I want to check if there is a default\ existing aliasing for a function (in this case:
x-clipboard-yank, but the question is general).
Is there an emacs function that displays active aliases I can use to figure it up?
The expected behavior is like the shell
You can check the value of
(symbol-function 'THE-FUNCTION). If the value is a symbol then
THE-FUNCTION is an alias.
However, if the value is not a symbol
THE-FUNCTION might nevertheless have been defined using
fset). In that case,
THE-FUNCTION was aliased not to another function's symbol but to a function definition (e.g. the current function definition of some symbol, instead of the symbol itself) or to a variable definition (e.g. the value of a keymap variable).
You probably do not care about this case anyway - you probably do not even think of it as an alias. So testing whether the
symbol-function value is a non-
nil symbol is probably sufficient. (A value of
nil means the there is neither a function alias nor any other function definition for the given symbol.)
So for example:
(defun aliased-p (fn) "Return non-nil if function FN is aliased to a function symbol." (let ((val (symbol-function fn))) (and val ; `nil' means not aliased (symbolp val))))
In response to the question in your comment: Here is a command version of the function:
(defun aliased-p (fn &optional msgp) "Prompt for a function name and say whether it is an alias. Return non-nil if the function is aliased." (interactive "aFunction: \np") (let* ((val (symbol-function fn)) (ret (and val (symbolp val)))) (when msgp (message "`%s' %s an alias" fn (if ret "IS" "is NOT"))) ret))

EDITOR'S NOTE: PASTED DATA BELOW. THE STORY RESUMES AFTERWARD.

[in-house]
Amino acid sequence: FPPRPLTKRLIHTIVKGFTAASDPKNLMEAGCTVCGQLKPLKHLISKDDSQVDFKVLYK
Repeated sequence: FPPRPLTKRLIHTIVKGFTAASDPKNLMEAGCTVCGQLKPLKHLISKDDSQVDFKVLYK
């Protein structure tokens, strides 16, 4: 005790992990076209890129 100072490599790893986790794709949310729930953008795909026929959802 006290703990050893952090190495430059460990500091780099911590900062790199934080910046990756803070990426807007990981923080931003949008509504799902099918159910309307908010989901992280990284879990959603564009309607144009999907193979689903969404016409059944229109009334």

To be clear about the non-symbol case - If the code does this:
(defalias 'foo (symbol-function 'bar))
foo is aliased to the current function definition of
bar. If the definition of
bar is subsequently changed, that will have no effect on the definition of
foo's definition is a snapshot of
bar's definition at the time of the
But if the code does this:
(defalias 'foo 'bar)
foo is aliased to the symbol
foo's function definition is the symbol
(symbol-function 'foo) =
bar. So if
bar's function definition gets changed then
foo's definition follows accordingly.
To go in the other direction from what Drew mentioned, you'd need to scan the entire list of symbols to see if any 'pointed to' a given function symbol, since aliases are one-way relations.
So this function will give you a list of aliases that refer to a given function, using
mapatoms to iterate over all symbols:
(defun get-aliases (fn-symbol) "Return a list of aliases for the given function." (let ((aliases nil)) (mapatoms (lambda (sym) (if (eq fn-symbol (symbol-function sym)) (setq aliases (cons sym aliases))))) (nreverse aliases)))
(get-aliases 'cl-caddr) => (caddr cl-third)
cl-third 'point to' cl-caddr.